In a world gone mad for superhero movies, what chance does the light spy caper have? Audiences will put total faith in a guy wearing a red metal suit, but the soft woolen folds of the bespoke kind barely register. Are modern audiences ready for the stylish, artfully ridiculous delights of The Man From U.N.C.L.E., which features beautiful human beings wearing fabulous threads as they discreetly saunter -- or dash via motorboat -- from palazzo to racetrack to five-star hotel?
This may be the summer movie we didn't know we were waiting for. Though it's made with lots of modern tricks and technology, it's old-fashioned in the best sense. The picture is a riff on the Cold War–era TV show about two spies from opposite sides of the Iron Curtain -- nattily suited Napoleon Solo and turtleneck enthusiast Illya Kuryakin, played by Robert Vaughn and David McCallum — who team up to crush enemies of world peace. There's also little doubt that the movie was conceived to cash in on Mad Men mania: One of its three stars, Alicia Vikander, sports a wardrobe sent straight from Courrèges heaven, including a faint-worthy silver-and-white metallic coat-and-minidress combo.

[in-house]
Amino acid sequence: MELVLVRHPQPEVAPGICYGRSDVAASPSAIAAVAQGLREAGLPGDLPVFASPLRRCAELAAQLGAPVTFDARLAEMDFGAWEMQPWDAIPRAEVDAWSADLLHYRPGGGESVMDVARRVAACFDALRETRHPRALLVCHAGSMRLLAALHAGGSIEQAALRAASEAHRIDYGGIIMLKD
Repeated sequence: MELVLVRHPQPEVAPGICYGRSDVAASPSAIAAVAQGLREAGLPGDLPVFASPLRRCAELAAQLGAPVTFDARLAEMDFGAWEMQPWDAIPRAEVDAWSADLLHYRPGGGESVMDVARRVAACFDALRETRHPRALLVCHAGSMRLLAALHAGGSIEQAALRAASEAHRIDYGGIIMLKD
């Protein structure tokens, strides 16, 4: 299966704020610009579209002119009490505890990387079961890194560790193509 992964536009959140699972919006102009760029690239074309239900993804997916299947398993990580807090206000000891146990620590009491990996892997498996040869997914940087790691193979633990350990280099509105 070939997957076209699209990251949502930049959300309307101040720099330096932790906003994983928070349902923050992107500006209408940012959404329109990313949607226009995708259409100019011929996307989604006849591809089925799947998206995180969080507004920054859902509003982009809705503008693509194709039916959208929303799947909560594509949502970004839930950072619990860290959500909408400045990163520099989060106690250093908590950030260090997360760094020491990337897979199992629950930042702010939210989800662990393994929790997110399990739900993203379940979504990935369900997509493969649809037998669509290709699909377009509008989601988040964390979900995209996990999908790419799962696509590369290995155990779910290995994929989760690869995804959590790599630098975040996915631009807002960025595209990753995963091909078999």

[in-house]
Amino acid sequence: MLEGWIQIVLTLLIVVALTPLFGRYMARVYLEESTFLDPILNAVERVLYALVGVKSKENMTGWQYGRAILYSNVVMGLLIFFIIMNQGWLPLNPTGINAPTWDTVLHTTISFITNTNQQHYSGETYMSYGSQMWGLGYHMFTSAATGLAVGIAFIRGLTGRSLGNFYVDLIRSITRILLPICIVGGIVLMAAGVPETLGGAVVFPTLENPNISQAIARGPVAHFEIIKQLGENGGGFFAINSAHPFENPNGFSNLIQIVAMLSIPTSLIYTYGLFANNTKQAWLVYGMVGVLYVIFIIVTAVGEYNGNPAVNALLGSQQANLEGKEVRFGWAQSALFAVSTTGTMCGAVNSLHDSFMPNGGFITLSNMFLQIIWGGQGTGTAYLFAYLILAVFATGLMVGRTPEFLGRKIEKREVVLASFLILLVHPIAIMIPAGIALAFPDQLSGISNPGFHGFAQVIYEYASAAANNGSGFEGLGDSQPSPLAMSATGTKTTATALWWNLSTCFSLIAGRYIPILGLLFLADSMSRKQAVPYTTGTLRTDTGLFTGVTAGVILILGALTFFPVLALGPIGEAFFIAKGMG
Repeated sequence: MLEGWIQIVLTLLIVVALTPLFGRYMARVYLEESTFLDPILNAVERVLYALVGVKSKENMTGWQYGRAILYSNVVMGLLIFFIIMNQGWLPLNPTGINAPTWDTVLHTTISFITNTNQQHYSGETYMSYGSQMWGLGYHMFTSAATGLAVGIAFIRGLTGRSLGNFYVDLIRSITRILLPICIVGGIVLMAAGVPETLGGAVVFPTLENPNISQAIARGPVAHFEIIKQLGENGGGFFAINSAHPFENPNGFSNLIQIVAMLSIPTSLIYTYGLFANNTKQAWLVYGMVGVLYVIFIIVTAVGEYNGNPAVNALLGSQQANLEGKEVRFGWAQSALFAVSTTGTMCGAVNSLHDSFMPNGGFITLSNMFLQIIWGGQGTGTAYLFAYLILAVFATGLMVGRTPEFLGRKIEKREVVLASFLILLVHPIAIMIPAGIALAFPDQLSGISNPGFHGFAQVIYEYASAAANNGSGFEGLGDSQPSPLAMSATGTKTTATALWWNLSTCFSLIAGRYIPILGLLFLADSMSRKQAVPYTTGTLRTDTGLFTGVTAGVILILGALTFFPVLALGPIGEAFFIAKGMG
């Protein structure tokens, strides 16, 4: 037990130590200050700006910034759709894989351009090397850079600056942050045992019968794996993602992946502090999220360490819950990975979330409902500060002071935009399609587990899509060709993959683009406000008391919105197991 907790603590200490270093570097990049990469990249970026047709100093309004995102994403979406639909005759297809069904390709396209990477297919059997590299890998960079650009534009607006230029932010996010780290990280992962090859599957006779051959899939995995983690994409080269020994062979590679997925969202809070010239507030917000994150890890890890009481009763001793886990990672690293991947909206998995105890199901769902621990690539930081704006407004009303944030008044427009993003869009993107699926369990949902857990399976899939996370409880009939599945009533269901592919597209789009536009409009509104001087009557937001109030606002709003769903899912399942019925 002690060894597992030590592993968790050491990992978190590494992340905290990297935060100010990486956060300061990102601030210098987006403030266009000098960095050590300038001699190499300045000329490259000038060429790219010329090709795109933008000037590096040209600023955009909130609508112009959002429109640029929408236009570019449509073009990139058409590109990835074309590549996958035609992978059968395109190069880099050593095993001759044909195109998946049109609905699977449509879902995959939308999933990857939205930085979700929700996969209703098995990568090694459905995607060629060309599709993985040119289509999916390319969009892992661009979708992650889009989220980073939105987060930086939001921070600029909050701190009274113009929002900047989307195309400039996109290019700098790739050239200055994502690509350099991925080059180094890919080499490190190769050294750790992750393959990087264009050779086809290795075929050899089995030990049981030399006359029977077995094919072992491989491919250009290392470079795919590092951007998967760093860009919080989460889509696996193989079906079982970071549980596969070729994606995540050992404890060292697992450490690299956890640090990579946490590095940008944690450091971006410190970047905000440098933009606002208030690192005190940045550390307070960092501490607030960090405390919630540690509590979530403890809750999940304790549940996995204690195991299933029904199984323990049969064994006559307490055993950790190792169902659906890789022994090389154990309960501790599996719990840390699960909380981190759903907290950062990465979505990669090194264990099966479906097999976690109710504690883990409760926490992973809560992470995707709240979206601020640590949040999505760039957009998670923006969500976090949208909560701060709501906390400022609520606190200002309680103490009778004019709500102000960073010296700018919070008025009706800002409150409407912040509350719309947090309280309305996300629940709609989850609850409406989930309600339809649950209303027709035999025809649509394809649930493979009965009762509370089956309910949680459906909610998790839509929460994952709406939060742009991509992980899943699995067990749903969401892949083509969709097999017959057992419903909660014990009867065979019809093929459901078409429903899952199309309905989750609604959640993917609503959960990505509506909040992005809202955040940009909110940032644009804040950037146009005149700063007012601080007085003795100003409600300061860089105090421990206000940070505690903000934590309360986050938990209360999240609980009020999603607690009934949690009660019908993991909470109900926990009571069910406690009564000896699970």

For all this visual splendor and energy, The Man From U.N.C.L.E. isn't a completely graceful picture: Director Guy Ritchie just doesn't know when to quit, which means we get multiple endings when, really, just one would do. And he can't resist his trademark trick of showing us the thing that happens and then backtracking oh-so-cleverly to show us how it happened. (At least he's good at it.) But the cutting isn't as crazy-fast as usual; it's as if for once he wants actually to see what's going on.